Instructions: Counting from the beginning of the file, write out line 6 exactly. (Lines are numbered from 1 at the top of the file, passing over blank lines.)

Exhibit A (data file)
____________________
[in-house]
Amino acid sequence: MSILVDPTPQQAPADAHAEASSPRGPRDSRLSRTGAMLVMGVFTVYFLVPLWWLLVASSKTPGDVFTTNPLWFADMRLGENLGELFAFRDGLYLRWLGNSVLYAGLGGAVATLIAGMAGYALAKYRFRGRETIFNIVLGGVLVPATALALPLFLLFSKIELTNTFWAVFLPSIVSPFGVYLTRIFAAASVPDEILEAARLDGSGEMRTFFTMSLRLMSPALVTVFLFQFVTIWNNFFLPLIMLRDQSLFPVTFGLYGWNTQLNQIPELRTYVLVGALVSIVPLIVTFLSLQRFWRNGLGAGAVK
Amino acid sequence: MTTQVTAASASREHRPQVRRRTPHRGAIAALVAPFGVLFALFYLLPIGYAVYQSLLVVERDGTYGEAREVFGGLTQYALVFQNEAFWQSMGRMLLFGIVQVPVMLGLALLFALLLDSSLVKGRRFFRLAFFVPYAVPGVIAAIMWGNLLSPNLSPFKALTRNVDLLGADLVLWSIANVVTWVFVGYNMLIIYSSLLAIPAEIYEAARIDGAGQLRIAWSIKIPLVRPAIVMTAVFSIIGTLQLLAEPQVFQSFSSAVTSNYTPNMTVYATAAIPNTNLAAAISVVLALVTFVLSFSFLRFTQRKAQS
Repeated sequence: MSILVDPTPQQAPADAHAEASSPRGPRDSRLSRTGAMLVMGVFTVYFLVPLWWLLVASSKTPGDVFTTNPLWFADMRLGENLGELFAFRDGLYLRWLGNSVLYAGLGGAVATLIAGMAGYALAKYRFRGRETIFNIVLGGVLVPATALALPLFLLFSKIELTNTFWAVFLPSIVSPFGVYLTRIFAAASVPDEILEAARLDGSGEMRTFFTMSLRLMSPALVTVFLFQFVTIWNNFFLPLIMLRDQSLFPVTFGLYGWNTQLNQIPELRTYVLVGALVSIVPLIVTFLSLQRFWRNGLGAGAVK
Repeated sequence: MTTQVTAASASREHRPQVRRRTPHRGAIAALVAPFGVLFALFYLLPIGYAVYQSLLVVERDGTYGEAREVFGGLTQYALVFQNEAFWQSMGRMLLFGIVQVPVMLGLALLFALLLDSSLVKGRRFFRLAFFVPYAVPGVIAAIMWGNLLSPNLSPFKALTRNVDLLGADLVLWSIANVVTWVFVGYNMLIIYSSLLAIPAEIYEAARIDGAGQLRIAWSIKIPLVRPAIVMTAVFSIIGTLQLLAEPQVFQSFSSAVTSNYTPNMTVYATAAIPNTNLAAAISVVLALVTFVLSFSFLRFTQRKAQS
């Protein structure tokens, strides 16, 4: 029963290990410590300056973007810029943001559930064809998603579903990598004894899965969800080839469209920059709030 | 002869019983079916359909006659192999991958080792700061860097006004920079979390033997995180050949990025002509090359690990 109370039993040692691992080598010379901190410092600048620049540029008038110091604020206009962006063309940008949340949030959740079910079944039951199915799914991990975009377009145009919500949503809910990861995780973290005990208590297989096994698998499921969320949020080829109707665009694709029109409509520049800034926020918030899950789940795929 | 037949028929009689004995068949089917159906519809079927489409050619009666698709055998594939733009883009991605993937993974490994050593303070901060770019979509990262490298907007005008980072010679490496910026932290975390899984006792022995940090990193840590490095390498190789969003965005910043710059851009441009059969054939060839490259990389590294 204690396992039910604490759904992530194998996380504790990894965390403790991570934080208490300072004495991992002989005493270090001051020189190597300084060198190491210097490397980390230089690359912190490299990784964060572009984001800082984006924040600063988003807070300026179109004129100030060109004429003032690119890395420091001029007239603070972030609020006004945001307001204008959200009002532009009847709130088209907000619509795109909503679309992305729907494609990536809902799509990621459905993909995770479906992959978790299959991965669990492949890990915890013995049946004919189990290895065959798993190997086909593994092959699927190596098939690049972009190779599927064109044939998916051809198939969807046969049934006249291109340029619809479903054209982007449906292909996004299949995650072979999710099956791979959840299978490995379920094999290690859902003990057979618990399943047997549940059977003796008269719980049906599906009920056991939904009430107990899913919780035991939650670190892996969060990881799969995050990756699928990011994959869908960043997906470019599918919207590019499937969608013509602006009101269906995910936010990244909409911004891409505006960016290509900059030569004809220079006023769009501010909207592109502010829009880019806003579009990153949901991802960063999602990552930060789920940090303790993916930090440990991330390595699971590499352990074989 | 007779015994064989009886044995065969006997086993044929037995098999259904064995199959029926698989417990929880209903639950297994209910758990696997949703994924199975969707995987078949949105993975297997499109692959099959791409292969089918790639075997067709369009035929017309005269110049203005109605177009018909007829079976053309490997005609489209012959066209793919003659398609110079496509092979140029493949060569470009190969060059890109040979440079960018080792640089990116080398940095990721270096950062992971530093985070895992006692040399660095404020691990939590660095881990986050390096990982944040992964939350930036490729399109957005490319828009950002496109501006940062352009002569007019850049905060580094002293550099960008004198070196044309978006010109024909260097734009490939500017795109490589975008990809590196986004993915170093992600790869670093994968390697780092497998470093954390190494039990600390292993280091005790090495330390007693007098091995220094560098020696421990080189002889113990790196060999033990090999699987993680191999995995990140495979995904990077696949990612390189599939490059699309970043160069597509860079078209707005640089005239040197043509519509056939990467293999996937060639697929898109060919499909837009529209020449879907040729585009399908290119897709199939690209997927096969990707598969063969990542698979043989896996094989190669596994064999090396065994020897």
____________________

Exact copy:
């Protein structure tokens, strides 16, 4: 029963290990410590300056973007810029943001559930064809998603579903990598004894899965969800080839469209920059709030 | 002869019983079916359909006659192999991958080792700061860097006004920079979390033997995180050949990025002509090359690990 109370039993040692691992080598010379901190410092600048620049540029008038110091604020206009962006063309940008949340949030959740079910079944039951199915799914991990975009377009145009919500949503809910990861995780973290005990208590297989096994698998499921969320949020080829109707665009694709029109409509520049800034926020918030899950789940795929 | 037949028929009689004995068949089917159906519809079927489409050619009666698709055998594939733009883009991605993937993974490994050593303070901060770019979509990262490298907007005008980072010679490496910026932290975390899984006792022995940090990193840590490095390498190789969003965005910043710059851009441009059969054939060839490259990389590294 204690396992039910604490759904992530194998996380504790990894965390403790991570934080208490300072004495991992002989005493270090001051020189190597300084060198190491210097490397980390230089690359912190490299990784964060572009984001800082984006924040600063988003807070300026179109004129100030060109004429003032690119890395420091001029007239603070972030609020006004945001307001204008959200009002532009009847709130088209907000619509795109909503679309992305729907494609990536809902799509990621459905993909995770479906992959978790299959991965669990492949890990915890013995049946004919189990290895065959798993190997086909593994092959699927190596098939690049972009190779599927064109044939998916051809198939969807046969049934006249291109340029619809479903054209982007449906292909996004299949995650072979999710099956791979959840299978490995379920094999290690859902003990057979618990399943047997549940059977003796008269719980049906599906009920056991939904009430107990899913919780035991939650670190892996969060990881799969995050990756699928990011994959869908960043997906470019599918919207590019499937969608013509602006009101269906995910936010990244909409911004891409505006960016290509900059030569004809220079006023769009501010909207592109502010829009880019806003579009990153949901991802960063999602990552930060789920940090303790993916930090440990991330390595699971590499352990074989 | 007779015994064989009886044995065969006997086993044929037995098999259904064995199959029926698989417990929880209903639950297994209910758990696997949703994924199975969707995987078949949105993975297997499109692959099959791409292969089918790639075997067709369009035929017309005269110049203005109605177009018909007829079976053309490997005609489209012959066209793919003659398609110079496509092979140029493949060569470009190969060059890109040979440079960018080792640089990116080398940095990721270096950062992971530093985070895992006692040399660095404020691990939590660095881990986050390096990982944040992964939350930036490729399109957005490319828009950002496109501006940062352009002569007019850049905060580094002293550099960008004198070196044309978006010109024909260097734009490939500017795109490589975008990809590196986004993915170093992600790869670093994968390697780092497998470093954390190494039990600390292993280091005790090495330390007693007098091995220094560098020696421990080189002889113990790196060999033990090999699987993680191999995995990140495979995904990077696949990612390189599939490059699309970043160069597509860079078209707005640089005239040197043509519509056939990467293999996937060639697929898109060919499909837009529209020449879907040729585009399908290119897709199939690209997927096969990707598969063969990542698979043989896996094989190669596994064999090396065994020897």